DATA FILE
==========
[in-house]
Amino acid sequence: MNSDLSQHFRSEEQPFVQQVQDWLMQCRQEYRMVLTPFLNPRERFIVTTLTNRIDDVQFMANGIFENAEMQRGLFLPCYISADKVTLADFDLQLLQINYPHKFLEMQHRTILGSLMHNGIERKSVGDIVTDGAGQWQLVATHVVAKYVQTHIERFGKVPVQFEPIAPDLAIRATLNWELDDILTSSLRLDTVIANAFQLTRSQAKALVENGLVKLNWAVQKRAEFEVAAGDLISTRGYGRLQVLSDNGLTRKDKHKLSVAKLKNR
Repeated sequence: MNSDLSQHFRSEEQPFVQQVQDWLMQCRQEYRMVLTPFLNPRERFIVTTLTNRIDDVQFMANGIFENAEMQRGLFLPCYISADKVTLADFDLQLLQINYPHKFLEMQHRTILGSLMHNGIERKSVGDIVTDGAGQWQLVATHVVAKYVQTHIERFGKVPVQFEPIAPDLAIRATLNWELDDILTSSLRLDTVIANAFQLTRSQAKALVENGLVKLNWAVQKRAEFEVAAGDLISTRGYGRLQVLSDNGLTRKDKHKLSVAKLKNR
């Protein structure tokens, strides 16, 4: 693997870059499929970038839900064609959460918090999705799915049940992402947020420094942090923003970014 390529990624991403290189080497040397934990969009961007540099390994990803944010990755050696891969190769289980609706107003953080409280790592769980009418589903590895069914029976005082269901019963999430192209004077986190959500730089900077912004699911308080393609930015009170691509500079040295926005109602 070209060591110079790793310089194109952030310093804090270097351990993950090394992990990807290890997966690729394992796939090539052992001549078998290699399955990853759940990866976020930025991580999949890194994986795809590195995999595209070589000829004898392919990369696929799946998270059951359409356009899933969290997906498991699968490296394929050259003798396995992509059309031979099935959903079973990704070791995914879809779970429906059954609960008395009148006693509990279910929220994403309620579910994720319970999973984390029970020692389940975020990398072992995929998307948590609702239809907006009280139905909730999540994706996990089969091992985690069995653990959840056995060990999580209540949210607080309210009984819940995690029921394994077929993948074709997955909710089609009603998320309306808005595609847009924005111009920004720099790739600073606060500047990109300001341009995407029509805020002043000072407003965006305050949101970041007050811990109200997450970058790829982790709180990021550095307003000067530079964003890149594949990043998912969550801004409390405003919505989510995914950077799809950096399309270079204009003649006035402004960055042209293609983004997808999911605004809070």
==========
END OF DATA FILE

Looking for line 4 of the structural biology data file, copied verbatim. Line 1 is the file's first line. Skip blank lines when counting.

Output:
């Protein structure tokens, strides 16, 4: 693997870059499929970038839900064609959460918090999705799915049940992402947020420094942090923003970014 390529990624991403290189080497040397934990969009961007540099390994990803944010990755050696891969190769289980609706107003953080409280790592769980009418589903590895069914029976005082269901019963999430192209004077986190959500730089900077912004699911308080393609930015009170691509500079040295926005109602 070209060591110079790793310089194109952030310093804090270097351990993950090394992990990807290890997966690729394992796939090539052992001549078998290699399955990853759940990866976020930025991580999949890194994986795809590195995999595209070589000829004898392919990369696929799946998270059951359409356009899933969290997906498991699968490296394929050259003798396995992509059309031979099935959903079973990704070791995914879809779970429906059954609960008395009148006693509990279910929220994403309620579910994720319970999973984390029970020692389940975020990398072992995929998307948590609702239809907006009280139905909730999540994706996990089969091992985690069995653990959840056995060990999580209540949210607080309210009984819940995690029921394994077929993948074709997955909710089609009603998320309306808005595609847009924005111009920004720099790739600073606060500047990109300001341009995407029509805020002043000072407003965006305050949101970041007050811990109200997450970058790829982790709180990021550095307003000067530079964003890149594949990043998912969550801004409390405003919505989510995914950077799809950096399309270079204009003649006035402004960055042209293609983004997808999911605004809070």